Beta Alp 4.0

A collection of information as it arises. There's not a lot out there!

Saturday, February 10, 2007

Rear indicators

In previous posts I've mentioned that I'd cracked the OE indicators and suffered multiple bulb failures in the soft silicone ones I'd replaced them with. My perfect indicators would be LED, E-approved, impact resistant, water and dirt-proof, low cost, easy to obtain lenses and easy to fit.

Of course, I couldn't find such an item and have had to settle for a compromise. I
bought a pair of fairing mount-D 'Yamaha' indicators from a local shop.

An LED indicator
These are E-marked which specifies an acceptable pattern of spread and intensity. However it was clear that they have a relatively limited beam width and that it is basically to the front of the device, despite the moulded lens.

Ideally I wanted a mount point that is shielded from dirt and impacts and that didn't involve cutting the bike, but once again, I couldn't think of such a place. I chose to fit them either side of the rear light which had a suitable angle. As the plastic is curved here I carved two pieces of plastic to make mounts. I suppose you could you 'plastic metal' to mould a similar item, or if you have the facilities set-up some sort of casting process!

The plastic spacers

The first took 2 hours to make, the contra-lateral one was far quicker as I could make it as a mirror image. The picture doesn't really show the curvature required. The indicator units have a 10mm stem through which the wires enter and this seemed to be a path for the ingress of dirt and water and so I injected epoxy adhesive into the space.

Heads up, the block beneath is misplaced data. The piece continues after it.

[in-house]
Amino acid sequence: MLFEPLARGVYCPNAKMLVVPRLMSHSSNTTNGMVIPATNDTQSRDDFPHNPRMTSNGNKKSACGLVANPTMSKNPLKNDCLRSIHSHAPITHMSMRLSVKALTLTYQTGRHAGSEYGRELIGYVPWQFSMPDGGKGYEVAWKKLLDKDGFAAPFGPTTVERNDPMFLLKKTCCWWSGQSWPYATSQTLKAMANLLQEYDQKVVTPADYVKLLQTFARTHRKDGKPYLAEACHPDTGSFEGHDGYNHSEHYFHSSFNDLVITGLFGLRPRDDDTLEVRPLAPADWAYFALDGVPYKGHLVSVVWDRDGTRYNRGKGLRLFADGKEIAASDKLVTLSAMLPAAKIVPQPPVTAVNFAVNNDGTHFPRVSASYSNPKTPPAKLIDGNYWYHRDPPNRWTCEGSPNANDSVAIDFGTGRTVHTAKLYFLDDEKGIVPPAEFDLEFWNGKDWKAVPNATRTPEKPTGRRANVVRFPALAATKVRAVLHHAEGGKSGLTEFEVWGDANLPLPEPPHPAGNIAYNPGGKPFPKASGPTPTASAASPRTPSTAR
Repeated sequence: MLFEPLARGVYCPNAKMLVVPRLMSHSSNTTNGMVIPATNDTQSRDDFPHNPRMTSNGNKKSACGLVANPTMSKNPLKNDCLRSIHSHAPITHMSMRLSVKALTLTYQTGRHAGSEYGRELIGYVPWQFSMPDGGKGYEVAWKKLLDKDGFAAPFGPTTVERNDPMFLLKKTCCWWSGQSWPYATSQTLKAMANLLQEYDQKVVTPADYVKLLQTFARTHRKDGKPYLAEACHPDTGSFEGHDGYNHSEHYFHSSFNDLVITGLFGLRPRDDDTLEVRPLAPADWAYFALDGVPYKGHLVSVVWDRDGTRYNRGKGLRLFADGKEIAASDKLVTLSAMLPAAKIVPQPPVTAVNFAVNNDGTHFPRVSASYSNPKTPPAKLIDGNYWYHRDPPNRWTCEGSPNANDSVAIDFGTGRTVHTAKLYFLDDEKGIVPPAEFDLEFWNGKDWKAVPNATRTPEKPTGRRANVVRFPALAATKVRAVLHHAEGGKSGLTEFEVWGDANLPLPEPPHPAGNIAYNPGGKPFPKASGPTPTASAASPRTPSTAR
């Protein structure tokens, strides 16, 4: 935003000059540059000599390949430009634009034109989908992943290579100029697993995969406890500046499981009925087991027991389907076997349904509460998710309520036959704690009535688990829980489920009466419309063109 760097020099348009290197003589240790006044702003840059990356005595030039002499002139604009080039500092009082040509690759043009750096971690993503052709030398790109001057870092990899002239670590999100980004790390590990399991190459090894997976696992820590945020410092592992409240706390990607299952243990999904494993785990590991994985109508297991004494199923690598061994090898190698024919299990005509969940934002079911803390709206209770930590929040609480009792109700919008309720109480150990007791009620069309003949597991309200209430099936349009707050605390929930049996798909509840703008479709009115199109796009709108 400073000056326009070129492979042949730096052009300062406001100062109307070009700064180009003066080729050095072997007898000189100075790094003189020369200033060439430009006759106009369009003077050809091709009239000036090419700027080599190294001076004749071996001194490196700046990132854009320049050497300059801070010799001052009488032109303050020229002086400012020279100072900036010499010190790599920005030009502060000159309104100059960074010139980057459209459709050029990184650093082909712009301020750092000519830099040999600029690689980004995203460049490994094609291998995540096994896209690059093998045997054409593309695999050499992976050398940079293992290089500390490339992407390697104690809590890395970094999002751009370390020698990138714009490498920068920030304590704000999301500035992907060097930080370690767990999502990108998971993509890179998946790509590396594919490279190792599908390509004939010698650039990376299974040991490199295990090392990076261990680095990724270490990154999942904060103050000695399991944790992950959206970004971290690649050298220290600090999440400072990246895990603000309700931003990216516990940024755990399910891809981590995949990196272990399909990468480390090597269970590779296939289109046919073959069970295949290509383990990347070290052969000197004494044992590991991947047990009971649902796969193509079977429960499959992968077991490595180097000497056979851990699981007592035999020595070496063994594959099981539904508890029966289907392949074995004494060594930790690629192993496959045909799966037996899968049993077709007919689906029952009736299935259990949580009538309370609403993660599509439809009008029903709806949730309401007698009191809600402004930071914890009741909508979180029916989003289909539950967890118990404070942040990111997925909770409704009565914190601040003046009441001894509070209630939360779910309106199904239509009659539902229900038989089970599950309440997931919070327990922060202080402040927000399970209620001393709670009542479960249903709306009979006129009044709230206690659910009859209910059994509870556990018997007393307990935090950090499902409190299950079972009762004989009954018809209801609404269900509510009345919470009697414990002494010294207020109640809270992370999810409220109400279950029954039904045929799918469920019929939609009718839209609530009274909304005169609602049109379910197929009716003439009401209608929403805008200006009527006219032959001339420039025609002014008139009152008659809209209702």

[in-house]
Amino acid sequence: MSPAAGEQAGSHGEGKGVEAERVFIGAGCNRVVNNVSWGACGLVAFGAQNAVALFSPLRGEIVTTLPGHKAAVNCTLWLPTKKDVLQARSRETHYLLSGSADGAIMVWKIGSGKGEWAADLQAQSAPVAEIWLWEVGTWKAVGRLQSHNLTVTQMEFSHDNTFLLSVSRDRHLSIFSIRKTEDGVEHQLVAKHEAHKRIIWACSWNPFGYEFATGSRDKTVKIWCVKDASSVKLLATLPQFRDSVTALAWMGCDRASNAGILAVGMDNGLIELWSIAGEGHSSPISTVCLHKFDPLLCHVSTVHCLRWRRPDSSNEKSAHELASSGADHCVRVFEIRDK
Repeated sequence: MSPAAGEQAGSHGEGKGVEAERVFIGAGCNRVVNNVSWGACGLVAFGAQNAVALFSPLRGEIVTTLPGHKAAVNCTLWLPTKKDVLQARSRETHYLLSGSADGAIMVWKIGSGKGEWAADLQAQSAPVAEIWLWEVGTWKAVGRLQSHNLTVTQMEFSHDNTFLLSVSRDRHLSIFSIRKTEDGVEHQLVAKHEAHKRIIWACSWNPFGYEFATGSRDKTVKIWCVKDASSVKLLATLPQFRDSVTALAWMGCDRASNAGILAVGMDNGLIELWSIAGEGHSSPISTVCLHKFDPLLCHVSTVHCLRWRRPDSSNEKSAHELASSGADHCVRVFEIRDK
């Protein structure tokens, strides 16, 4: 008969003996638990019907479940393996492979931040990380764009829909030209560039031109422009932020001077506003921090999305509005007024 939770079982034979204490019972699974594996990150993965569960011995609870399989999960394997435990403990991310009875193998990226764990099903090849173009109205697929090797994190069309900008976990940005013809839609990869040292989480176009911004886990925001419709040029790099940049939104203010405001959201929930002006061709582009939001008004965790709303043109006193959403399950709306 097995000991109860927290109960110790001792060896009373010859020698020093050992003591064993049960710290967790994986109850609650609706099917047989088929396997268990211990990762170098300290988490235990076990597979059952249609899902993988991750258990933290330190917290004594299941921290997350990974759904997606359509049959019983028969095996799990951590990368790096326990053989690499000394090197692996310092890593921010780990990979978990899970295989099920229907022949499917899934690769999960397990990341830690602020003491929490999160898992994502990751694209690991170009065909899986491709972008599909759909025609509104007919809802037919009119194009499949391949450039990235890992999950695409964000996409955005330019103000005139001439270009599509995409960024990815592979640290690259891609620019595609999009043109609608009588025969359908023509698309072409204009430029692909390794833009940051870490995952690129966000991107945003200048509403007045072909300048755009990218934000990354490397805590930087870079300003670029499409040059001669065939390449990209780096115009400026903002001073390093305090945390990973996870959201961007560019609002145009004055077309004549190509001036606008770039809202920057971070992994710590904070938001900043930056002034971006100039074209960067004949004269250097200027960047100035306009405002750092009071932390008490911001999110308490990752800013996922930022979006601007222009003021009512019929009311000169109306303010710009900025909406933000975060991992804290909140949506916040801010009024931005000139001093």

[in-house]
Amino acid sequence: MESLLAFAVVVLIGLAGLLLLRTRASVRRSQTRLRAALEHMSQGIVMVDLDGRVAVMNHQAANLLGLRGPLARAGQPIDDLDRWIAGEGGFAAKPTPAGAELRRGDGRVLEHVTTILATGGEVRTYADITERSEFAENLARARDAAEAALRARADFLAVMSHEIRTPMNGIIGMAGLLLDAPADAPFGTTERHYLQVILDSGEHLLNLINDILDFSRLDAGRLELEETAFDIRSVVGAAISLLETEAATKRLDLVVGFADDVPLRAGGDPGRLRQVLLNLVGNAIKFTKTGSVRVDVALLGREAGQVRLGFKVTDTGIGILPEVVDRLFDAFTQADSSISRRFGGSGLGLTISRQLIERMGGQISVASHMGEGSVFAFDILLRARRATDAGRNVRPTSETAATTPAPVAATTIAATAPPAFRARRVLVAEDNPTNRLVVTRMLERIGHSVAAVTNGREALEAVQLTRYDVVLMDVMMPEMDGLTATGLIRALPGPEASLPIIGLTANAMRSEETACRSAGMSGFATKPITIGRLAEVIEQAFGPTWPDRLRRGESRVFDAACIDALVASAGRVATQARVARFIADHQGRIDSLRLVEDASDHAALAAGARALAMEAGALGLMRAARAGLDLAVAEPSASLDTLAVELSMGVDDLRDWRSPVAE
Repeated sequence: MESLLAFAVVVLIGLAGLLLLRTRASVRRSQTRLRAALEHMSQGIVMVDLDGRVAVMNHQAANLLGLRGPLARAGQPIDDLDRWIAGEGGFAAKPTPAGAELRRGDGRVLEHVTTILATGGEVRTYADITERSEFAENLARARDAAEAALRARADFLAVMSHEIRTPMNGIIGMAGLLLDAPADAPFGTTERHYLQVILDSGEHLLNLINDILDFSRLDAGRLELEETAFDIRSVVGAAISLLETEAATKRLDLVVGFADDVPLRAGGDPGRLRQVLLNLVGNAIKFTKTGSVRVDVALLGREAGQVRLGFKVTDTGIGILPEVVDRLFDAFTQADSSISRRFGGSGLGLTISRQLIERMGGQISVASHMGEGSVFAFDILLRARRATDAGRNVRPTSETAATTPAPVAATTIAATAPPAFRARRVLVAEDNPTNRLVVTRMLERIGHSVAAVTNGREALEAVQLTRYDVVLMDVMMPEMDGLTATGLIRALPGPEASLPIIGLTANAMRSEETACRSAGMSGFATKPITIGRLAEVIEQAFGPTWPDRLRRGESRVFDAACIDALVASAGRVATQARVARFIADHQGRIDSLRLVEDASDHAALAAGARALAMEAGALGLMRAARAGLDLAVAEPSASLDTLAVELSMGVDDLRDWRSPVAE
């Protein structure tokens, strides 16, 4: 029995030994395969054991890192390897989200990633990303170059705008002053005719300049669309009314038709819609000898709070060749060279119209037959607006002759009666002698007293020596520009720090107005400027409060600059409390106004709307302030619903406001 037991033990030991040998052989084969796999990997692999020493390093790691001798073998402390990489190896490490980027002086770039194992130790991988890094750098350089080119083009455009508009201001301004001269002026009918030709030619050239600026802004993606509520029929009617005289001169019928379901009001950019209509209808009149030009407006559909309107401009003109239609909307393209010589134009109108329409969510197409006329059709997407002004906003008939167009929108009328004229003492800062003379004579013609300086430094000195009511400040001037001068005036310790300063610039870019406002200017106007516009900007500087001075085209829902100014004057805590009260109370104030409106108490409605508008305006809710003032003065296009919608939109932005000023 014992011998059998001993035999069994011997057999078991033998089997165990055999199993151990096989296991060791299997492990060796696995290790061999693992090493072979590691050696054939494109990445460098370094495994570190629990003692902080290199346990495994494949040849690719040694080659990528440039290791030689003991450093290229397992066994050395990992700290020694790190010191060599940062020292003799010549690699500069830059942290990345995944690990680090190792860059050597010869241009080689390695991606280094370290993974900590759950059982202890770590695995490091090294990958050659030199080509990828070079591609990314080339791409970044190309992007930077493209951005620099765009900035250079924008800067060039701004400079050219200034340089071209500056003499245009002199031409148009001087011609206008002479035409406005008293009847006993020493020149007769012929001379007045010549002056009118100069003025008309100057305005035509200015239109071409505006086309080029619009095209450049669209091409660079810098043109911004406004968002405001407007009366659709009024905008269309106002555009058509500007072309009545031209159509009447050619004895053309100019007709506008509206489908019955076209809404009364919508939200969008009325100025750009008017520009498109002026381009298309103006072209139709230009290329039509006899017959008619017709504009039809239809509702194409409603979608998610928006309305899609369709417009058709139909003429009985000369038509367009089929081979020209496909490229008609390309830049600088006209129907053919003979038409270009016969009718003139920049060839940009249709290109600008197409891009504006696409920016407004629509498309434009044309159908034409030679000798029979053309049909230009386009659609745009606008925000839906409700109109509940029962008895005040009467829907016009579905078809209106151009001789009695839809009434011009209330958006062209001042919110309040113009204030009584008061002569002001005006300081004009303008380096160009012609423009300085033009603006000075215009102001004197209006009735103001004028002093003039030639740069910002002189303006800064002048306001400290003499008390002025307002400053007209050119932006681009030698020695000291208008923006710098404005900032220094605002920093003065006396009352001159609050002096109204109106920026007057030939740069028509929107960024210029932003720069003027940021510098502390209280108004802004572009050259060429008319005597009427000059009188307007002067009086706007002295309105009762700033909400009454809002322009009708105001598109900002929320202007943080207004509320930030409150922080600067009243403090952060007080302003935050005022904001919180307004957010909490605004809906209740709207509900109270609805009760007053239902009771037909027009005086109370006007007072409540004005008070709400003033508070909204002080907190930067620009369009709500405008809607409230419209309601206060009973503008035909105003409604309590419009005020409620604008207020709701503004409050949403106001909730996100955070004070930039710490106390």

Premixed Araldite rapid being injected with a plastic syringe

The indicators were fitted with Japanese-size bullet indicators so euro ones had to be fitted after sliding on some cable sleeving. I always crimp and then solder them. The plastic covers from the resistor/extension leads supplied were reused; of course these have to be fitted first!

Then the indicators and spacers were fitted, with a smal lsmear of grey outdoor sealant between the spacer and mudguard. After rethreading the sleeve into the rear light unit and making the connections it was time for a test.

Yes it works, no it doesn't

Naturally the flash rate is too fast as I've not chnaged the relay yet. The relay is an electronic one but appears to be an 'intelligent' one that has a fast flash rate to tell you if a bulb is blown.

Here's the rear view:

The finished result looks pretty good

My only concern at this stage is that the left hand unit is a little susceptible to impacts; and the plastic is brittle. Time will tell.


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